I’m not a big fan of David Avocado Wolfe. And since that’s who these images were being attributed to on Facebook, I was suspicious from the start. (Thanks to a member of our Facebook community for sharing with me the one below.)
What’s wrong with these images? Here’s three thoughts.
First, there are limits to choice. We don’t actually know that the woman in the wheelchair is there as a result of lifestyle choices. Not all diseases that result in one being in a wheelchair in one’s seventies can be prevented.
I watched my mother-in-law go from being a happy, healthy, vibrant woman who loved hiking, swimming, and cross country skiing to bring someone who needed help with basic day to day activities in just a couple of years. The cause? ALS. Its cause isn’t known. Random genetic mutation? Doesn’t matter. Eating right and moving lots won’t prevent it.
If you saw me pushing her in a wheelchair and thought she was there because she made bad choices, you’d be wrong.
Second, can we be so sure who has a good life? More controversially, we don’t actually know that the woman in the wheelchair has a worse life than than the seventy something body builder. All we see are their bodies and that’s just part of the story.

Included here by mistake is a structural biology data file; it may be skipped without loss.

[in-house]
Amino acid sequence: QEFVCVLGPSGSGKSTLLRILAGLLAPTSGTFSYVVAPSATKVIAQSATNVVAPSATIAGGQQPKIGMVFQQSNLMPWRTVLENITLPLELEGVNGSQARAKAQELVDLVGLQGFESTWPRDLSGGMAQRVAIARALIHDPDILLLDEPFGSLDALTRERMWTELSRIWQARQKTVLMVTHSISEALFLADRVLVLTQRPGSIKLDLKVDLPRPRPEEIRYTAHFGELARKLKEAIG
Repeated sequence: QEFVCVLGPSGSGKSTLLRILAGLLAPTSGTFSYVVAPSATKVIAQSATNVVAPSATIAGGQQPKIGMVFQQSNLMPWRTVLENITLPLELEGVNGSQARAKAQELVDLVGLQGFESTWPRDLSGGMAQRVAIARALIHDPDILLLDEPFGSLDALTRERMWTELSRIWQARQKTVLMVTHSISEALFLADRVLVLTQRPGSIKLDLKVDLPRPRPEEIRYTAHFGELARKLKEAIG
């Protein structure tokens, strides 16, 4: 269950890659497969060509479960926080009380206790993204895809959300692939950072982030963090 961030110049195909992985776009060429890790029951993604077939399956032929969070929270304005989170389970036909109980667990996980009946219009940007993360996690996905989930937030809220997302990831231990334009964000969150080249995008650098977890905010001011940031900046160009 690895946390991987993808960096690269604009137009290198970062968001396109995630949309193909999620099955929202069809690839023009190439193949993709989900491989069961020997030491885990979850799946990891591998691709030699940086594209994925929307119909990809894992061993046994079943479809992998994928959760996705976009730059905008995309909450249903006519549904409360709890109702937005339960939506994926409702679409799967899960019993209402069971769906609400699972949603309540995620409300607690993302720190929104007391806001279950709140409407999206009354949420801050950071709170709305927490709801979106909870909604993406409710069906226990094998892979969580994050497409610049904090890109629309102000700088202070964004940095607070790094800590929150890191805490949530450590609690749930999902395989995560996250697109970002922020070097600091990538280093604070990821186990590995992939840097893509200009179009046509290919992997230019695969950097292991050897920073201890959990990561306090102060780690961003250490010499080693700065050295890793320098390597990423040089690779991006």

I know that for me, I love movement, sports, and physically activity. I want to be still doing this stuff in my senior years. I’m fascinated by elderly athletes challenging our stereotypes of senior citizens. In Is aging a lifestyle choice? I wondered how much control we do have over staying physically fit as we age.
Note though that not everyone likes physical activity when they’re young. Some people prefer art, films, books, conversation with friends and all sorts of things that aren’t exercise. If you don’t like it, the absence of physical activity in your life, isn’t making you worse off. You do you.
I choose activity because it makes me happy. But I know there are people who feel differently. And not everyone has a choice.
Third, and thanks to a commentator, see below, for pointing this out, not all people in wheelchairs are inactive or dislike physical activity. Many people feel excluded from physical activity because of stereotypes about people with disabilities.
We can celebrate activity in aging without treating seniors for whom it’s not possible as failures. Comparing is never a happy game at any age. And ableism is ableism at all decades of life.